With aphid numbers at high levels as warm weather continues, cereal growers are being advised to assess the BYDV risk in early sown crops.
Bird cherry-oat aphid numbers are more than the 10-year mean and accumulated numbers are exceeding the 10-year average for most monitoring sites, apart from in Northern Britain, according to AHDB’s Aphid News.
However, although bird cherry-oat aphids can carry barley yellow dwarf virus (BYDV), authors of the bulletin advise caution when interpreting these data as the number of cereal colonising aphids found from testing at Rothamsted in the week of October 8-14 was far lower than for the equivalent week last year.
The Aphid News bulletin says: “Only a small proportion of aphids entering cereals are likely to be carrying BYDV. Problems with spread arise when the second generation offspring of the original winged colonisers are produced.
“This is usually the generation that begins moving significantly away from the plant originally colonised.”
The timing of the second generation can be approximated by accumulating daily average air temperatures above a baseline temperature of 3degC. It takes about 170 ‘day degrees’ (DD) for the second generation to be produced, says AHDB.
It has recently launched a new BYDV management tool which helps to indicate when this threshold has been reached and can be accessed at cereals.ahdb.org.uk/bydv
The BYDV management tool features a UK map of weather stations. Users can select their nearest weather station and a start date using the slider for DD calculations (see panel). Once 170DD has been accumulated, the relevant line on the chart displayed enters the yellow zone. At this stage, crops are estimated to be at an unacceptable risk and treatment should be considered, explains AHDB.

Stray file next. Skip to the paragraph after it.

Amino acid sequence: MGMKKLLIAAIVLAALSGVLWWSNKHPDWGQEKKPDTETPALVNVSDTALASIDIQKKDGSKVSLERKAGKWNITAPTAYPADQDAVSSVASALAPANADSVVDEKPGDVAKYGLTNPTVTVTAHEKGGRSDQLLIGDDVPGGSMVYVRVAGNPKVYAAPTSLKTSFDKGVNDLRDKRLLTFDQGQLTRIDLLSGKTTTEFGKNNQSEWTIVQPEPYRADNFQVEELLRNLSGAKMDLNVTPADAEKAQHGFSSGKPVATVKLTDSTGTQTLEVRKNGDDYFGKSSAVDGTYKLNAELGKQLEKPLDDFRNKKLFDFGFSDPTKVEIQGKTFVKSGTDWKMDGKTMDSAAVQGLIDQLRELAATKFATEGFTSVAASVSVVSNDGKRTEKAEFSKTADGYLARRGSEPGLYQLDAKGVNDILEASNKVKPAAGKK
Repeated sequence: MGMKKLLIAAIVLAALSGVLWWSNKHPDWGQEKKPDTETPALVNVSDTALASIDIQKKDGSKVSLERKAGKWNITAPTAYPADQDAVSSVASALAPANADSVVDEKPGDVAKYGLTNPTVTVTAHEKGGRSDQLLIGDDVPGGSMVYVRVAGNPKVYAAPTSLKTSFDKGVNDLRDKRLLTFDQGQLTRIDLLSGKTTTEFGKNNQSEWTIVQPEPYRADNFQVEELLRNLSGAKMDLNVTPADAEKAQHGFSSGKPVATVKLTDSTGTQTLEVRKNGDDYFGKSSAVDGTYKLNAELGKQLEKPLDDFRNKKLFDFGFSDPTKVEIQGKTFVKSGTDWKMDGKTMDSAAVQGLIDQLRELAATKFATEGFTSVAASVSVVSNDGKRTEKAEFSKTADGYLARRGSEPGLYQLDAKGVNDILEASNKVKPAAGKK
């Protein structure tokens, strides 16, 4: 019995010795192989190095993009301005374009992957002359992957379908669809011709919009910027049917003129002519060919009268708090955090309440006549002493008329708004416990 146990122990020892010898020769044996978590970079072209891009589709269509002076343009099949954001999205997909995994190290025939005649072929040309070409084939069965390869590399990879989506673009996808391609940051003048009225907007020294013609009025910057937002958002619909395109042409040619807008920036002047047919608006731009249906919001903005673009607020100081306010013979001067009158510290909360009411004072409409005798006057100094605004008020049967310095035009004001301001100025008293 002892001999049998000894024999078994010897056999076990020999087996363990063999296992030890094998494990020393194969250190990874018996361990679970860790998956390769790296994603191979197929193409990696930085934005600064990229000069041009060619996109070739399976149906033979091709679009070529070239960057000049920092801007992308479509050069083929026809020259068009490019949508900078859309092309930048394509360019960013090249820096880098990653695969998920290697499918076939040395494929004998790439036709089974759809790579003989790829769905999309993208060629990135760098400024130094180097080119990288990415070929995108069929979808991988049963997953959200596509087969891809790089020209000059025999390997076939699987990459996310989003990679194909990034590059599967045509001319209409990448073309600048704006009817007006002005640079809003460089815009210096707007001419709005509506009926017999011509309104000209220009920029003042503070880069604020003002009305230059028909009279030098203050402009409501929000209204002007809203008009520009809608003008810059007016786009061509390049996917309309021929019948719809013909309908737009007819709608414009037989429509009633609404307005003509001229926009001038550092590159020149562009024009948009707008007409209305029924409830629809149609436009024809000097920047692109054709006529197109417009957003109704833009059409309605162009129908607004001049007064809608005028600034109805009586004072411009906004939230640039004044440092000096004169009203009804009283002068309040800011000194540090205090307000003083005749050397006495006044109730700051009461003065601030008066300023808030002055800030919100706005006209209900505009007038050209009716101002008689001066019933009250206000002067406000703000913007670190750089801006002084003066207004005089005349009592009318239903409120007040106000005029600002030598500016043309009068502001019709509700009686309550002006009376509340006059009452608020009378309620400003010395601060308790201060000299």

Frontier agronomist, Andrew Roy, based in Northern England, says: “With early drilling and mild weather, we’ve had to watch out for barley yellow dwarf virus (BYDV) aphids and spray accordingly.
“Thankfully, much of the early sown crop was Deter-dressed which should safeguard against early infection. With the withdrawal of Deter, we will need to consider delaying our drilling date next autumn to help manage the BYDV risk. By that time, it is also hoped that a long-awaited foliar insecticide will finally make it onto the market.”
There have been reports of a major aphid flight along the south coast, meaning that cereal crops are at high risk of BYDV, according to Hutchinsons agronomist Elle Pace, based in Sussex.
“Where seed has not been protected, use an aphicide spray and don’t delay treatment when warnings are issued.
“The minute the crop pokes through the ground it is at risk, and as the current threat is so high the advice would be to spray an aphicide onto the crop around the one leaf stage, don’t wait for two leaves – this should provide about seven days’ repellent activity – that is providing the aphids show no sign of resistance.”
A new project funded by AHDB and led by the Game and Wildlife Conservation Trust to help develop a BYDV monitoring system began earlier this month.
The project aims to: